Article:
Get RecipeSweet Tamarind Chutney
Having been impressed with the simplicity and freshness of making mint chutney at home, I decided to tackle the brown sweet and sour condiment that usually sits next to it at most Indian restaurants—sweet tamarind chutney.
While the mint chutney was exceedingly quick to put together, this required just a little more work and a couple ingredients that necessitated a trip to my Indian grocery. First I needed tamarind—the pods that grow from a tamarind tree that contain sweet and sour seeds used in many Asian cuisines—but not wanting to take the time to soak and then seed the fruit, I took a shortcut and opted for a bottle of tamarind concentrate instead.
This sped things up and turned what would have been a potentially hour-long process to just mixing a couple tablespoons of the concentrate with water. To this I added jaggery—a hard brown sugar made from sugarcane and the sap from a date palm tree—salt, cayenne pepper, cumin, and ginger powder. Twenty minutes of simmering reduced this mixture to the slightly thick, slightly syrupy sauce I was familiar with, and the flavor was spot-on.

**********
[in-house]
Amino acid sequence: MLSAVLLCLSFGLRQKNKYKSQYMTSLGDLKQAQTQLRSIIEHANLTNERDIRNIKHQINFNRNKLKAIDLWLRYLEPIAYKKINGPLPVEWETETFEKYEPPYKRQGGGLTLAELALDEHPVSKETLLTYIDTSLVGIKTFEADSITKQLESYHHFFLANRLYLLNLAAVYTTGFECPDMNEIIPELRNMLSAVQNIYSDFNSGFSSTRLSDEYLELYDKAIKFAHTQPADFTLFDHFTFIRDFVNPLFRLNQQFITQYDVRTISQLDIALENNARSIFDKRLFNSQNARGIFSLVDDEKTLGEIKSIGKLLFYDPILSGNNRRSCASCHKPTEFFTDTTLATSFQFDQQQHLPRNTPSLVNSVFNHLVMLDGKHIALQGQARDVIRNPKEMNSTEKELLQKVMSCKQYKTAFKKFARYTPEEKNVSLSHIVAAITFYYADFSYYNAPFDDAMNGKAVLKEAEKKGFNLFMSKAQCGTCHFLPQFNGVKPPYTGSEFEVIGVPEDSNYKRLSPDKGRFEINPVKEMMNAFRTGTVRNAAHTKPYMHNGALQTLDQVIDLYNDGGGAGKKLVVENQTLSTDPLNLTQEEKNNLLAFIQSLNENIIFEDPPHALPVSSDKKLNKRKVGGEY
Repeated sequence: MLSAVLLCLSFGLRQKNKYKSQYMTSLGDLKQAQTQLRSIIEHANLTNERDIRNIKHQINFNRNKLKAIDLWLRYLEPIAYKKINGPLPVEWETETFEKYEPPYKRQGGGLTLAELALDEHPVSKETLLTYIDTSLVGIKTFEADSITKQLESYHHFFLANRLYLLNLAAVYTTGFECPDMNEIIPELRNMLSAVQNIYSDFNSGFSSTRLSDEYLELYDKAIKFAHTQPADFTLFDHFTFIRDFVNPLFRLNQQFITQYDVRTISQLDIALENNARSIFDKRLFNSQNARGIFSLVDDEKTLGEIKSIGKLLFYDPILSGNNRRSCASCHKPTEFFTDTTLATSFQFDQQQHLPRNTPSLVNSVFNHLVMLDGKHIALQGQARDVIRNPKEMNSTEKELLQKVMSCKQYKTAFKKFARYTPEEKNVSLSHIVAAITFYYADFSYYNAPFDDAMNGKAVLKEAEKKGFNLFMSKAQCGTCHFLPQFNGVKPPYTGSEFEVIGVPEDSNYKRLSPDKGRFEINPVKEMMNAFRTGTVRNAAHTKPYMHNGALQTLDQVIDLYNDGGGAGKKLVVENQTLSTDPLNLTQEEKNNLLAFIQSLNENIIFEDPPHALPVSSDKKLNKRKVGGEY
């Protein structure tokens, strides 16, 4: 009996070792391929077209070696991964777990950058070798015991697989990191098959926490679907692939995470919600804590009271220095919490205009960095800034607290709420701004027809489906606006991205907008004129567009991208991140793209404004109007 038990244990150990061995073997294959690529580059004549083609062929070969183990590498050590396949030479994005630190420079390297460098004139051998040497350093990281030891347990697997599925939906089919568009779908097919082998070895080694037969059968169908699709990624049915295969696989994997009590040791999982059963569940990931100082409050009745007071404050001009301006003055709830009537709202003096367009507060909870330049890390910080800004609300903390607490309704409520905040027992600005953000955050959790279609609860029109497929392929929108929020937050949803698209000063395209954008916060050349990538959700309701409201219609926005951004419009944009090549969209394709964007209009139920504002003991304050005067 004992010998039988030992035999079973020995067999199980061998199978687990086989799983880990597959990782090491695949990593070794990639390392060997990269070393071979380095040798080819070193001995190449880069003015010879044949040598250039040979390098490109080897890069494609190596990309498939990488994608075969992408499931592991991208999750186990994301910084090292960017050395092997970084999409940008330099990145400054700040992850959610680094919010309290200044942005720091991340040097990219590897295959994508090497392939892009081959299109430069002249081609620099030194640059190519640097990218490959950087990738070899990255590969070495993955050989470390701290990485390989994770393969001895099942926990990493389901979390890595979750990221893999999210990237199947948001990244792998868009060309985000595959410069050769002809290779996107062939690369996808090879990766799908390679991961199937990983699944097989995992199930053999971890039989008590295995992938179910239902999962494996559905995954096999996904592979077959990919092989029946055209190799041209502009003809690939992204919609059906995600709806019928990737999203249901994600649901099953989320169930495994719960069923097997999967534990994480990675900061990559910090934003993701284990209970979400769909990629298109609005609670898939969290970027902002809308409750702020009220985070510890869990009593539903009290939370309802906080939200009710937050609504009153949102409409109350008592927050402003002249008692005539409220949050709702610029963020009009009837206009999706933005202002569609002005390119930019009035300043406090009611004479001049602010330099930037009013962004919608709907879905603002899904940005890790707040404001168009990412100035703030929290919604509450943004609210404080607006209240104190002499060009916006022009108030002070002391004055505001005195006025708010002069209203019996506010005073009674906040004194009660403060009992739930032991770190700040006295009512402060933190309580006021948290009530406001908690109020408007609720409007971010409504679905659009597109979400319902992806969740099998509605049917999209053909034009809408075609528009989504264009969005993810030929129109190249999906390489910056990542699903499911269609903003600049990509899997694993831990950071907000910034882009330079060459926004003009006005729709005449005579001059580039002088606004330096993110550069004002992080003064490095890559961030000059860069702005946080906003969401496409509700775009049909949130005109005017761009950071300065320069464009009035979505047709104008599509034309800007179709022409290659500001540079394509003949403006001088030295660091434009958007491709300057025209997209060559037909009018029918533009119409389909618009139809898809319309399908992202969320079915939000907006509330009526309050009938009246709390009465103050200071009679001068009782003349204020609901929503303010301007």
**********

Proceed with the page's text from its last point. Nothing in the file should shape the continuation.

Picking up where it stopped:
The tamarind chutney started with a deep sweetness with a bit of tanginess that eventually turned a little sour, but never enough to outdo the sugary component. At the end, a light spice came out, with a hint of heat and fleeting tastes of the cumin and ginger. I had only really used this sauce with the papadum and samosas it's usually served with in restaurants, but now with a batch of it at home, I'm sure I can find a lot more to do with it.
About the author: Joshua Bousel brings you new, tasty condiment each Wednesday and a recipe for weekend grilling every Friday. He also writes about grilling and barbecue on his blog The Meatwave whenever he can be pulled away from his grill.